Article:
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Traces from Jefferson's Account Book: The Hemings Family

The New York Public Library has just digitized Jefferson’s manuscript account book from 1791 to 1803. The volume is basically a day-by-day running record of Jefferson’s transactions. The account book offers a glimpse of how Jefferson interacted with his world on a daily basis.Read More ›

5 Ways to Research Your Italian Heritage Without Leaving Home

Over four million Italians entered the United States between 1880-1930. Are your ancestors among them? Get started now exploring your Italian roots.Read More ›

Sea Blazers and Early Scriveners: The First Guidebooks to New York City

The first guidebooks to New York City were written by the navigators, explorers, crewmen, trail-makers, and settlers who sailed west from Europe across the Atlantic Ocean in the 16th and 17th centuries. Read More ›

Letterbooks, Indexes, and Learning about Early American Business

Letterbooks were the hard drives of their day. Businessmen and merchants used letterbooks to keep records of their business transactions. To learn about how everyday life worked in a given period, there really is no substitute for these and other manuscript sources.Read More ›

Baudelaire, a Skeptic, Shares His Photo

Why does a man, who believed that photography contributed to the “impoverishment of the French genius” let himself be photographed and therefore share his image with the world?Read More ›

Recent Acquisitions in the Jewish Division: July 2015

The following titles on our Recent Acquisitions Display are just a few of our new books, which are available at the reference desk in the Dorot Jewish Division. Read More ›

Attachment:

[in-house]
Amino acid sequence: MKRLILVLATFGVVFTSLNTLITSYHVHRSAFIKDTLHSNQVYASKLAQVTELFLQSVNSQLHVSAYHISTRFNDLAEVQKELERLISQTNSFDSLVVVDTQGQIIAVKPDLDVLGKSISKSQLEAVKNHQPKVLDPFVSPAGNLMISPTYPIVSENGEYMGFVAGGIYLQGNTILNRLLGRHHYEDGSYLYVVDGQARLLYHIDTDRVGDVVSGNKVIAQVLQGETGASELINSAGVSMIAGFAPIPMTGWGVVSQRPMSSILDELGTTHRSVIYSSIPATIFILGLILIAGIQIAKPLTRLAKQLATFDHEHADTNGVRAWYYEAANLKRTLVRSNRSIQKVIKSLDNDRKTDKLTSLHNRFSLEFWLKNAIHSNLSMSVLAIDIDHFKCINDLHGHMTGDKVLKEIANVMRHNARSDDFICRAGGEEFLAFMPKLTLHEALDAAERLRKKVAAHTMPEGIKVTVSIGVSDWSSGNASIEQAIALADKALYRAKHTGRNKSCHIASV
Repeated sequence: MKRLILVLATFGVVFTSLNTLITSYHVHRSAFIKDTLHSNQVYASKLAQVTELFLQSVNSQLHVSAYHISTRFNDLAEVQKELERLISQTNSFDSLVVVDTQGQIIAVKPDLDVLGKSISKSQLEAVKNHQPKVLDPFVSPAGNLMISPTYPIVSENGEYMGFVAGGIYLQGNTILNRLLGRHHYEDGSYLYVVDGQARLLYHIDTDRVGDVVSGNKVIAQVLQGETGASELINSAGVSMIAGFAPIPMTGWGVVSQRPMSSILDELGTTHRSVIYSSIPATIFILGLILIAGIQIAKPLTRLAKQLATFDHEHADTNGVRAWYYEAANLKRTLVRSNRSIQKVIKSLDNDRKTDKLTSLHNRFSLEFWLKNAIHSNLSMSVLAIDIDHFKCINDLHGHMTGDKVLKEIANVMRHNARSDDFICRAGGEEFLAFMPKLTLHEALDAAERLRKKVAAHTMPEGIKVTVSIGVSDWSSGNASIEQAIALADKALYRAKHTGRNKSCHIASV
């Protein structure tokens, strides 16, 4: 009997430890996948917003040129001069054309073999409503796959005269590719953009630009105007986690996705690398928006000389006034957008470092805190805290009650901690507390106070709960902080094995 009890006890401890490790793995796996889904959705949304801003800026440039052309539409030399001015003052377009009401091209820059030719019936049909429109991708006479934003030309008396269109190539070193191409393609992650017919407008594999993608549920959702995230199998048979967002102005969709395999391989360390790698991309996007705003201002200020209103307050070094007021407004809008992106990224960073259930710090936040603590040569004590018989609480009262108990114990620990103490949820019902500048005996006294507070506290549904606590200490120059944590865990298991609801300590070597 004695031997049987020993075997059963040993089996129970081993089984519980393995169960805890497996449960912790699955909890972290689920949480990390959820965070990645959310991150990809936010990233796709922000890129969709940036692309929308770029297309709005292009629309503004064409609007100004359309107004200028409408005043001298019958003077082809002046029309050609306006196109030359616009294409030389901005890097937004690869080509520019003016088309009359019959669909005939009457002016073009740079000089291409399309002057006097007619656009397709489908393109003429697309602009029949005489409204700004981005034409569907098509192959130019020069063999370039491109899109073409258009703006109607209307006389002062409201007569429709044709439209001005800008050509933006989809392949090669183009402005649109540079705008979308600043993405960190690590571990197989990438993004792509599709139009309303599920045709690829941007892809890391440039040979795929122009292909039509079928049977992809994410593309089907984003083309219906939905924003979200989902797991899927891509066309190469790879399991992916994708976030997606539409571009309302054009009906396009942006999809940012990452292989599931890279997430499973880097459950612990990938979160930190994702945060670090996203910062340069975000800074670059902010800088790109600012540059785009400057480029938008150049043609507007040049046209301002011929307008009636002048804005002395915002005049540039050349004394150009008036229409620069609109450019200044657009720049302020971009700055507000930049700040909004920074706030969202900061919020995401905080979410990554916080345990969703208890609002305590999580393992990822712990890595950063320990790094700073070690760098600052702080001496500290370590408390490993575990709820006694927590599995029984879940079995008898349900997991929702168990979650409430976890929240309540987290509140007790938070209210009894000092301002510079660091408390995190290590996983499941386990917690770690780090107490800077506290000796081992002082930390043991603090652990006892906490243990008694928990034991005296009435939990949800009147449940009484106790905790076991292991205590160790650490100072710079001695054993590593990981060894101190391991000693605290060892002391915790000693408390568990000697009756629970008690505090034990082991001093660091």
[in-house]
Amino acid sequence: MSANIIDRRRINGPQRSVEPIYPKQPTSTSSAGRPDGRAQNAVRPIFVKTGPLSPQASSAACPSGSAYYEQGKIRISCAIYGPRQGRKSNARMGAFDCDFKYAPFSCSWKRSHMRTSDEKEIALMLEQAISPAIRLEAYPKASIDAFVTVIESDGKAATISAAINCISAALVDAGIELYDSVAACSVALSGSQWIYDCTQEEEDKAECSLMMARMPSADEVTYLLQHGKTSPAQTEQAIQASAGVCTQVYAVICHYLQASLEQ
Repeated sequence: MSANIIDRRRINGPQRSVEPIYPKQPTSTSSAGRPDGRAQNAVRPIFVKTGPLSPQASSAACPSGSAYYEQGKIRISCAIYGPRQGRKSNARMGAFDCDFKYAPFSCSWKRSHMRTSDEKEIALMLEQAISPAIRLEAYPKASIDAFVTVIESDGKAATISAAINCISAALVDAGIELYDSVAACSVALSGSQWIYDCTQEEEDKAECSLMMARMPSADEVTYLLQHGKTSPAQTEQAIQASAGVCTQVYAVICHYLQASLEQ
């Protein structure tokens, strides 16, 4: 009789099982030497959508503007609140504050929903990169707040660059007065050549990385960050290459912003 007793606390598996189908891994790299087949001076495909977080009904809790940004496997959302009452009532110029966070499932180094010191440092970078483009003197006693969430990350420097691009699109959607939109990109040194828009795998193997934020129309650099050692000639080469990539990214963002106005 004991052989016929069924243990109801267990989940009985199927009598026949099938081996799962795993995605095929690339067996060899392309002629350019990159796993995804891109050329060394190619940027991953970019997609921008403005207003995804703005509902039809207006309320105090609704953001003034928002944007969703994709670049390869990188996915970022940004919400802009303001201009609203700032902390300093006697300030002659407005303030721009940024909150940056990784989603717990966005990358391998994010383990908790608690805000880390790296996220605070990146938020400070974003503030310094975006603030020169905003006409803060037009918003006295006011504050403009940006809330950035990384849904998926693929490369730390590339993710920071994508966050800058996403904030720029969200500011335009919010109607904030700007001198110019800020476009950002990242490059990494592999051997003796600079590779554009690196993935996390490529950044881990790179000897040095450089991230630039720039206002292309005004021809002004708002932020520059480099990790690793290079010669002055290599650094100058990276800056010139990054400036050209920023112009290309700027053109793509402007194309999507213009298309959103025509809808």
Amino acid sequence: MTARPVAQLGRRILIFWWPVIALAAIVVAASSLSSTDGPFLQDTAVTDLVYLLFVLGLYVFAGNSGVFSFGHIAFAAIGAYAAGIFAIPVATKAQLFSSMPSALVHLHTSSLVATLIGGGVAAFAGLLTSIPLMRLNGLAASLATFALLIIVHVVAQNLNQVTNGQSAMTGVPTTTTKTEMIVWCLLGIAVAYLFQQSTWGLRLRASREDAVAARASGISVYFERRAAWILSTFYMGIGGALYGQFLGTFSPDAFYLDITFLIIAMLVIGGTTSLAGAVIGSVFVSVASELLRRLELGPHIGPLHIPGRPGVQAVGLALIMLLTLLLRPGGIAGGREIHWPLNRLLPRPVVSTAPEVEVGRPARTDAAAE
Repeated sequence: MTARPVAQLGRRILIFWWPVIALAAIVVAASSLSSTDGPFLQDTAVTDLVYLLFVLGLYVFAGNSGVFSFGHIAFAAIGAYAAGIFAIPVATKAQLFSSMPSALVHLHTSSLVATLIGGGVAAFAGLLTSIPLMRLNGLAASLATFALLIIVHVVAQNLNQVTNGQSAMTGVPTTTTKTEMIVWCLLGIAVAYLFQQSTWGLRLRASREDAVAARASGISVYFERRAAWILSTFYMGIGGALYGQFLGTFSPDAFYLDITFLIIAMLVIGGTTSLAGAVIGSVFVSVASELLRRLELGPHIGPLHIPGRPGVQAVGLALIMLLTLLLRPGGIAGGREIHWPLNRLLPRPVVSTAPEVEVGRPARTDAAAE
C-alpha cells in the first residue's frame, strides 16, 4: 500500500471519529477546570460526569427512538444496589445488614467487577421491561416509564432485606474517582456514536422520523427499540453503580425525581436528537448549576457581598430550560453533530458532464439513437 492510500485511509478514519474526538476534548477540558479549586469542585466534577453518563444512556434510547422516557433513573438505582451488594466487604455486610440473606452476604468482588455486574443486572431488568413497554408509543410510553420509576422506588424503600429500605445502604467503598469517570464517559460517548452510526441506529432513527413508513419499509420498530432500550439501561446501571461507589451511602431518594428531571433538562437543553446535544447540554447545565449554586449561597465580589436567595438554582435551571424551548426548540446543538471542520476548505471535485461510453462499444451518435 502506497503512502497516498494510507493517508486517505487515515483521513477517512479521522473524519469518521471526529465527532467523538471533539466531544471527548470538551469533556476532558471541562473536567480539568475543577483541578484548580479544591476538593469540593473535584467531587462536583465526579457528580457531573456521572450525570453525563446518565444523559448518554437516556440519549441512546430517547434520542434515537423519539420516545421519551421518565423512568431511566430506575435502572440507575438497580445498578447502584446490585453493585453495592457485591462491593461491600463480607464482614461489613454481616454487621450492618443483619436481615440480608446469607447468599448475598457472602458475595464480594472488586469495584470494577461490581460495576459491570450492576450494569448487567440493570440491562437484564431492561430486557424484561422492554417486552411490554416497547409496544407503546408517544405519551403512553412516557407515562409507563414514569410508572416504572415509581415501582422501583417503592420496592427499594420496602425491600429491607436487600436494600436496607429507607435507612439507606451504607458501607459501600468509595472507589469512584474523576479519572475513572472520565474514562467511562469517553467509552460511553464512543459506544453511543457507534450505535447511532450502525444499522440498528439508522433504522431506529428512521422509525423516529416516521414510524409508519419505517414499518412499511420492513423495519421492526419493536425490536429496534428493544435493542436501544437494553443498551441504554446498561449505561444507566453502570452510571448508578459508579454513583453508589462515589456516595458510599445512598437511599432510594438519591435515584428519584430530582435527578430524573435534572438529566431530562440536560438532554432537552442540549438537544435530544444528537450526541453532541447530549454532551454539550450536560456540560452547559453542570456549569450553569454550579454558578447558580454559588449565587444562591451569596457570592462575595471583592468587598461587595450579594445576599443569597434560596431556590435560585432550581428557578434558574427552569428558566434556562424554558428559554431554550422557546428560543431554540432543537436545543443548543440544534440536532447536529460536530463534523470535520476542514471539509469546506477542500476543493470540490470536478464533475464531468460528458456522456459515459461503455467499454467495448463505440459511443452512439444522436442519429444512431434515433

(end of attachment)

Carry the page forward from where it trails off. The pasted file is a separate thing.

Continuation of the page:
Occupying Ellis Island: Protests In the Years Between Immigration Station and National Park

Ellis Island is powerfully symbolic in American culture. For many it marks the beginning of their American identity. For Native Americans and African Americans, it became a powerful place to stage a protest in the 1970s.Read More ›

Finding Yiddish Music: A Quick Online Guide

Use these resources to find Yiddish music online and in libraries and archives: search for sheet music, audio recordings, catalogs, and print anthologies.Read More ›

Historic Central Park Maps

The Library's collection includes a diverse range of cartographic material including well-known topographic surveys depicting the landscape before the park’s construction as well as numerous maps published after its completion with indexes that list amenities and places of interest.Read More ›

Romantic Interests: Sex, Lies and Poetry Redux, Part 2

Shelley's literary response to the events in England was less judicious than Byron's. Oedipus Tyrannus; or, Swellfoot the Tyrant, a two-act barnyard burlesque in which all the leading political figures of the day were satirized, was rushed into print in London and caught the censor's eye the moment it appeared. Read More ›

Independence Day Booths: Fourth of July Feasting in 19th Century New York

Ready for Fourth of July barbeques? Of course you’ll be having some pickled oysters, egg nog, and lobster, right? If you think these are some interesting cuisine choices for Independence Day festivities, 19th century New Yorkers would disagree.Read More ›

The Olive Branch and the Declaration of Independence